Riding Alone for Thousands of Miles (2005) (China)

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Riding Alone for Thousands of Miles (2005) (China)

Postby hengcs » Wed Aug 10, 2005 3:41 pm

Director: Zhang Yi Mou
Cast: Ken Takakura, Shinobu Terajima, Kiichi Nakai, Li Jiamin, Qiu Lin, Yang Zhenbo

Ok ... the review won't be here till December ...
But hey, here is the poster ...

The Chinese title is "Qian Li Zou Dan Qi"
The English title is "Riding Alone for Thousands of Miles"
The two Chinese lines (below the film title) read ...

"Without extending your arms, embracing is still possible ...
Under the sky/heaven (i.e., in this world), there must be true love ..."

Re: Riding Alone for Thousands of Miles (2005) (China)

Postby kookook » Wed Aug 10, 2005 4:22 pm

can't think of something man...maybe later....

Re: Riding Alone for Thousands of Miles (2005) (China)

Postby hengcs » Mon Oct 24, 2005 2:44 am

The press conference at Tokyo International Film Festival.

The Chinese news (not translation)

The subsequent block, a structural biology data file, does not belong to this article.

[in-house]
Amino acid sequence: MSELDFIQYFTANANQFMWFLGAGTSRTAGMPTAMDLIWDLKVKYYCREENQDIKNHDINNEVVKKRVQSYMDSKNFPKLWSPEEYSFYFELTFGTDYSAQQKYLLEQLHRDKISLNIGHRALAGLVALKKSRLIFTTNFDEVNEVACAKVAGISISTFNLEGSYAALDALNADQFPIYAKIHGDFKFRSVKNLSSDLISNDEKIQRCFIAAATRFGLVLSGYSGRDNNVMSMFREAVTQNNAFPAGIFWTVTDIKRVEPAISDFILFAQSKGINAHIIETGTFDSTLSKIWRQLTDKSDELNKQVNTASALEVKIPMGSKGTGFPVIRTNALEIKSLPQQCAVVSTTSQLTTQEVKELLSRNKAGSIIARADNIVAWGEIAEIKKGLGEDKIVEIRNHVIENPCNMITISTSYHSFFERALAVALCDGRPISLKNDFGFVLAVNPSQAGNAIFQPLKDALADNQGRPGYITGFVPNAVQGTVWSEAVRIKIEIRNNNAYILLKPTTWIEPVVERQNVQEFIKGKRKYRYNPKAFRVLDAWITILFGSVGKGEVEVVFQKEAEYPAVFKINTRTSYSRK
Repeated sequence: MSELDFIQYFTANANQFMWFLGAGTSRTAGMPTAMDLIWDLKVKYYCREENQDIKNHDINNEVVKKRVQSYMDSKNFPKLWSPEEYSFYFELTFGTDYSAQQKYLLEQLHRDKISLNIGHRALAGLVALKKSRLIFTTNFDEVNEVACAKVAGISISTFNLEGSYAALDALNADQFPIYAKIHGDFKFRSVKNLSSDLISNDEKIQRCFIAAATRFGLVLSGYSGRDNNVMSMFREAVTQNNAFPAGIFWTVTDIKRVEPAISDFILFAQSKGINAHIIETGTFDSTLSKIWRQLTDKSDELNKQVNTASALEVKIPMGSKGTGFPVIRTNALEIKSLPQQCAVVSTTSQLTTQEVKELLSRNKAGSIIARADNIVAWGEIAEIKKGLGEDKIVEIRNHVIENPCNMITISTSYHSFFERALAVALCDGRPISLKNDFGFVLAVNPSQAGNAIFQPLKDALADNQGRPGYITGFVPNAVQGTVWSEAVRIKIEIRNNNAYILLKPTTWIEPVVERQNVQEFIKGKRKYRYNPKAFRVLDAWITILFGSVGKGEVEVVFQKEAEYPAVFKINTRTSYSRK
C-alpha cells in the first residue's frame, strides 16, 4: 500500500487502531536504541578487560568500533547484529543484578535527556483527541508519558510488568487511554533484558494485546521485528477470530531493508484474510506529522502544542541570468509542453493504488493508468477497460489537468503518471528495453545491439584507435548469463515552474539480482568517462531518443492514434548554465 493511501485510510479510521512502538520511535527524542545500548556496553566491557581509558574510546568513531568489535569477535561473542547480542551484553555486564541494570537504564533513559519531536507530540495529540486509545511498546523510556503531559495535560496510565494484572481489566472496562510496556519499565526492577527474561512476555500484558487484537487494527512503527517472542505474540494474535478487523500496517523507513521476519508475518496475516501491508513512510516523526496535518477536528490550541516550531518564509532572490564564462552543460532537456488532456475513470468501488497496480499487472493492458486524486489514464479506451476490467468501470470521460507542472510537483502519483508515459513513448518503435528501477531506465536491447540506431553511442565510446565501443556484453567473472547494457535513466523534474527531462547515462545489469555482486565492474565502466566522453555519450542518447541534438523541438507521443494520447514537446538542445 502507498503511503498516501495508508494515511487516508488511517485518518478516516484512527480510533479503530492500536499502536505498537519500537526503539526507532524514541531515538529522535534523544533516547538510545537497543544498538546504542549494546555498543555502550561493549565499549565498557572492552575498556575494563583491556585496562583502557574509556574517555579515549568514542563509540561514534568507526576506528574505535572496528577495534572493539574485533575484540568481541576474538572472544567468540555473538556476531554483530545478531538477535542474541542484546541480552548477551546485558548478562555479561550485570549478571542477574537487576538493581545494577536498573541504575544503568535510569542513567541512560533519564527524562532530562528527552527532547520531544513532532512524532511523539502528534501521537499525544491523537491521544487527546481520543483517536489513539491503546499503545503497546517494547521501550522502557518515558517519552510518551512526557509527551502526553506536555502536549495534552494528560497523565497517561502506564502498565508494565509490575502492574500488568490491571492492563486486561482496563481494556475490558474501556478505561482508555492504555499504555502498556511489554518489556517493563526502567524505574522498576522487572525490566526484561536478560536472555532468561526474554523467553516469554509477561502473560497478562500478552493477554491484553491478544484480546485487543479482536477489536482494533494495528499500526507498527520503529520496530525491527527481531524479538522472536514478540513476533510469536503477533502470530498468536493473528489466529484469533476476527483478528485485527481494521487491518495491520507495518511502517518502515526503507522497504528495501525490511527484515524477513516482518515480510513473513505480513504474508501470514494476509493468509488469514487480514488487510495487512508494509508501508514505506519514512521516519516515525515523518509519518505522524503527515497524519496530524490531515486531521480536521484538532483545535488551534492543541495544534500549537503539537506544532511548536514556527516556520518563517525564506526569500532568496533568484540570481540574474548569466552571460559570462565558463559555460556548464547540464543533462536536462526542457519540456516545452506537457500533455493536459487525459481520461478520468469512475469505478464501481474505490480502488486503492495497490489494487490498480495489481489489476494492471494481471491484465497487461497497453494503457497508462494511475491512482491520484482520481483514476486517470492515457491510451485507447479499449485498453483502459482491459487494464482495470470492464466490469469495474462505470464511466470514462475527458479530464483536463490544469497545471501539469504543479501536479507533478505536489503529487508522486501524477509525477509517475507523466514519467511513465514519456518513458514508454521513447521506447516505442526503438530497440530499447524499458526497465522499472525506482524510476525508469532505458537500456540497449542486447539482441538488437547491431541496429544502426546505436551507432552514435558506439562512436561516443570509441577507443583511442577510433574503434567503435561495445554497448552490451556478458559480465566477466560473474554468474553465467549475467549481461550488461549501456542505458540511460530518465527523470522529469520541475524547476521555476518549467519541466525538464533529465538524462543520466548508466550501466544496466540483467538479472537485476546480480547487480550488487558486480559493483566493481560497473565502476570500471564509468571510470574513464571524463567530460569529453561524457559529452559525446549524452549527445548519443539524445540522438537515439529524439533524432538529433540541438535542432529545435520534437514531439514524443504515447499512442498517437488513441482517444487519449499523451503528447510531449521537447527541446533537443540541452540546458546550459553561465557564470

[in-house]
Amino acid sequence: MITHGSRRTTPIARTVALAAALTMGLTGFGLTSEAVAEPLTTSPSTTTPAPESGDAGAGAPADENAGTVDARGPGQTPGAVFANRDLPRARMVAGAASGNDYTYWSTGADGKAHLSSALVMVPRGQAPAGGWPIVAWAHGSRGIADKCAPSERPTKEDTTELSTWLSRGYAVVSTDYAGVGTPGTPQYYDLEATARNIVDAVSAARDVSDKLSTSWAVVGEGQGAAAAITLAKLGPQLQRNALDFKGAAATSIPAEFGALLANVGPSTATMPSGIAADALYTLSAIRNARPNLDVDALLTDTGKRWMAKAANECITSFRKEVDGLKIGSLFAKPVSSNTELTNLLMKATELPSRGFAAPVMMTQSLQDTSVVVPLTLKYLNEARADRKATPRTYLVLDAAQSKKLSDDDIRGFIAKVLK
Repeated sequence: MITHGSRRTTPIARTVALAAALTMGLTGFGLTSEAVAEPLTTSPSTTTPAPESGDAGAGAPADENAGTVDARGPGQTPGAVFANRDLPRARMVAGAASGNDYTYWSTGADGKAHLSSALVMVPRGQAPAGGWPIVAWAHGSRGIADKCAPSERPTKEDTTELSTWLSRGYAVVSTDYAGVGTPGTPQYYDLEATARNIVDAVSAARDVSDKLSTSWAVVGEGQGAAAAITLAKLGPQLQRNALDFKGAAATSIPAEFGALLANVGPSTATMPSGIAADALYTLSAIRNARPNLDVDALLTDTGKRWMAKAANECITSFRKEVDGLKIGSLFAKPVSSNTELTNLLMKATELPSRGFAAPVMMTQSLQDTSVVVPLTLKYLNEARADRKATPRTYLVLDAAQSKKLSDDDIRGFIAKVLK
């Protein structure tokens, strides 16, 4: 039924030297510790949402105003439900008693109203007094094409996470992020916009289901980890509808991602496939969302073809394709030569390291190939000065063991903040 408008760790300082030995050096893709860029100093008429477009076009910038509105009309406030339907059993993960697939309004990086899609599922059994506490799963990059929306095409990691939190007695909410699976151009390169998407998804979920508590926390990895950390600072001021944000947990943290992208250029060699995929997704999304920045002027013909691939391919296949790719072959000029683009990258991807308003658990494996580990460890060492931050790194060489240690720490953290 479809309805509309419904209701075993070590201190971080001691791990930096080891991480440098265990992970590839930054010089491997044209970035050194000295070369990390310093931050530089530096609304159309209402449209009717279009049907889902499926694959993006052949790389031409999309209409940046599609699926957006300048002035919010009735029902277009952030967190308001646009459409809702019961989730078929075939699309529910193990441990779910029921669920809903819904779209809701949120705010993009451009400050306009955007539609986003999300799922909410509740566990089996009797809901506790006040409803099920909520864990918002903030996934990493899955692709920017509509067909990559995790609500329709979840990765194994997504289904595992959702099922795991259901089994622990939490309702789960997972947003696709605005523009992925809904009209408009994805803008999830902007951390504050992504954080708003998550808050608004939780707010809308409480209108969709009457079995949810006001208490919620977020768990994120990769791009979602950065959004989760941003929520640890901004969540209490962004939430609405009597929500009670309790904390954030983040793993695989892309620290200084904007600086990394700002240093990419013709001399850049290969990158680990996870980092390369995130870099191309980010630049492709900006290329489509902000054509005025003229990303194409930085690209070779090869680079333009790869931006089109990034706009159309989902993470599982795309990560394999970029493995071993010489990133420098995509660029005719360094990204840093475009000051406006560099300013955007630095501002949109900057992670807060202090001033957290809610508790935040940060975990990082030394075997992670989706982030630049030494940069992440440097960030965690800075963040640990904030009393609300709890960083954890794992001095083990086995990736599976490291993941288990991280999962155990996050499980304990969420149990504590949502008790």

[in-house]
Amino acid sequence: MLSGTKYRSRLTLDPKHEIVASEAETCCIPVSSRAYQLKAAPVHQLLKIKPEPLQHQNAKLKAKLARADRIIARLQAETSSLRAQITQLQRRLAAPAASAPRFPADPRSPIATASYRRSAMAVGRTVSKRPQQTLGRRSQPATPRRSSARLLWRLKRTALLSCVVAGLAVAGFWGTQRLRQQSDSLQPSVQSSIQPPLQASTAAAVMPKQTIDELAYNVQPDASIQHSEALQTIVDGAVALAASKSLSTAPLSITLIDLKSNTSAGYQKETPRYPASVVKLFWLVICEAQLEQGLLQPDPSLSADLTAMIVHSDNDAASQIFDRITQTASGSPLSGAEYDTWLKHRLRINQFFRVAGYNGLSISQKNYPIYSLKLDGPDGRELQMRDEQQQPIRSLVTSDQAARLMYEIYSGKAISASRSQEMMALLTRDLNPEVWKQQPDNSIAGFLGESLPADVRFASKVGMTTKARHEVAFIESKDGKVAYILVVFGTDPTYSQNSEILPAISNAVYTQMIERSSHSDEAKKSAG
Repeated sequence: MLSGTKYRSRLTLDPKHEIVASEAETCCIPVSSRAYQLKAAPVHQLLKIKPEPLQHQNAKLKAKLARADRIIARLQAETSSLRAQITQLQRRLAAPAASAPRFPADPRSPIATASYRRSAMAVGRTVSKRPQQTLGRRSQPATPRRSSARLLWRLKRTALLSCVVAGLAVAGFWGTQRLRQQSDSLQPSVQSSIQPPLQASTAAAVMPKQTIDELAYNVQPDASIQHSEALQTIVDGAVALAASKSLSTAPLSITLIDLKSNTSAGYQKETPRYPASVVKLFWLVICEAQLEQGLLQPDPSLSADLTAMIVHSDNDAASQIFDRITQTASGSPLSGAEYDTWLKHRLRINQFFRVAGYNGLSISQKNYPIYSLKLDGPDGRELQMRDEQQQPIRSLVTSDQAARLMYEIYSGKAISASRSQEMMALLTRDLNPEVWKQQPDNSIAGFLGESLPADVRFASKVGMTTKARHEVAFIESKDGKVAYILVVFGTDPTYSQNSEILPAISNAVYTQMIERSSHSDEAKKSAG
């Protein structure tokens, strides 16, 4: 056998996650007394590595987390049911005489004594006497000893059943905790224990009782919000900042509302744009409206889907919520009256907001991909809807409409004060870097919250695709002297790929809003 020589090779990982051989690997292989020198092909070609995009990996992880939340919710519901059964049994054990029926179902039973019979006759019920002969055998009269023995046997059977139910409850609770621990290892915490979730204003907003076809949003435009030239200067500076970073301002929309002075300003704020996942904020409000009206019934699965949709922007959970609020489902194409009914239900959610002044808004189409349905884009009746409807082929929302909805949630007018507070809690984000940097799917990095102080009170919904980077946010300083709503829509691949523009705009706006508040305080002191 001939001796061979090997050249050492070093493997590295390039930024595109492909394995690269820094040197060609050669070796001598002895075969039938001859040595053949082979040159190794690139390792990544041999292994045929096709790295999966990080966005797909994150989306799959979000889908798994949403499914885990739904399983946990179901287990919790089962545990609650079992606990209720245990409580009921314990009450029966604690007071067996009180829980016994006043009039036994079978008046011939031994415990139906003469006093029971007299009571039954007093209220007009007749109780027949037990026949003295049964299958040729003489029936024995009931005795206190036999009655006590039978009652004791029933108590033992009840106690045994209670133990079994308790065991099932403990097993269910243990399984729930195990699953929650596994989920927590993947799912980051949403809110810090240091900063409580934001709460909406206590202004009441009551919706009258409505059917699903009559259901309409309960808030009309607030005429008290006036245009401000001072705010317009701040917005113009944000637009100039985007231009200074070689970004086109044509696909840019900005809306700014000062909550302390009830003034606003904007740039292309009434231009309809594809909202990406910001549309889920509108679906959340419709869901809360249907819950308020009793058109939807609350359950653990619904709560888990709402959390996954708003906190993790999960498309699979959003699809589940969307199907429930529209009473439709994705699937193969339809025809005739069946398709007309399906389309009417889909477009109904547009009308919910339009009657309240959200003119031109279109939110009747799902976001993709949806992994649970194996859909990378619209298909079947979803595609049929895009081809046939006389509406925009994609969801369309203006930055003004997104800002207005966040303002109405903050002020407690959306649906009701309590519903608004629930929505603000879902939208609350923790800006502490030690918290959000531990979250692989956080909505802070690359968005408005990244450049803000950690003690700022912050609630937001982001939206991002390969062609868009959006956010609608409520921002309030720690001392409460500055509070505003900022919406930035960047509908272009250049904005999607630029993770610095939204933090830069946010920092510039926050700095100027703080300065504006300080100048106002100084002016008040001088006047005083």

-- Apparently, the audience has very positive feedback

Re: Riding Alone for Thousands of Miles (2005) (China)

Postby hengcs » Tue Oct 25, 2005 12:55 am

The Japanese website

The trailer

The teaser

Re: Riding Alone for Thousands of Miles (2005) (China)

Postby hengcs » Thu Jan 19, 2006 1:18 am

I have NOT watched it.

But according to the website, the DVD has English subtitles.


Re: Riding Alone for Thousands of Miles (2005) (China)

Postby hengcs » Sun May 21, 2006 12:30 am

Director: Zhang Yi Mou
Cast: Ken Takakura, Kiichi Nakai, Jiang Wen

The story follows a father into China to fulfill a wish of his dying son ...

My thoughts

-- wow ... i think it is well scripted and acted ... the performance by the ENTIRE cast is commendable ... the show depicts the relationship among people very well (be it between father and son, between friends, between strangers, etc) ...

it highlights the old's (and even the young's) non revelation of feelings (i.e., often we feel more than we show); it notes that people often role play, behind some kind of masks/facades; it depicts "imprisonment" and "reformation", etc ...

it relates loneliness (but also love), it deals with uncertainty and the unknown (but also some predictability of humanity), it deals with the harshness of life (but also the tenderness of mankind), finally, it hints at cross cultural similarity and harmony (amidst diversity) ...

in essence, the film has a lot of nuances, subtleties and parallels (although i think the director has decided to "explicitly" say out some of them so that mainstream audience can "see" the parallels immediately ... * slight pity *) ...

-- in terms of cinematography, i especially like those scenes where Ken is at the seaside ... wow ... watch for the "sunrays" (kind of obscure but definitely there ...)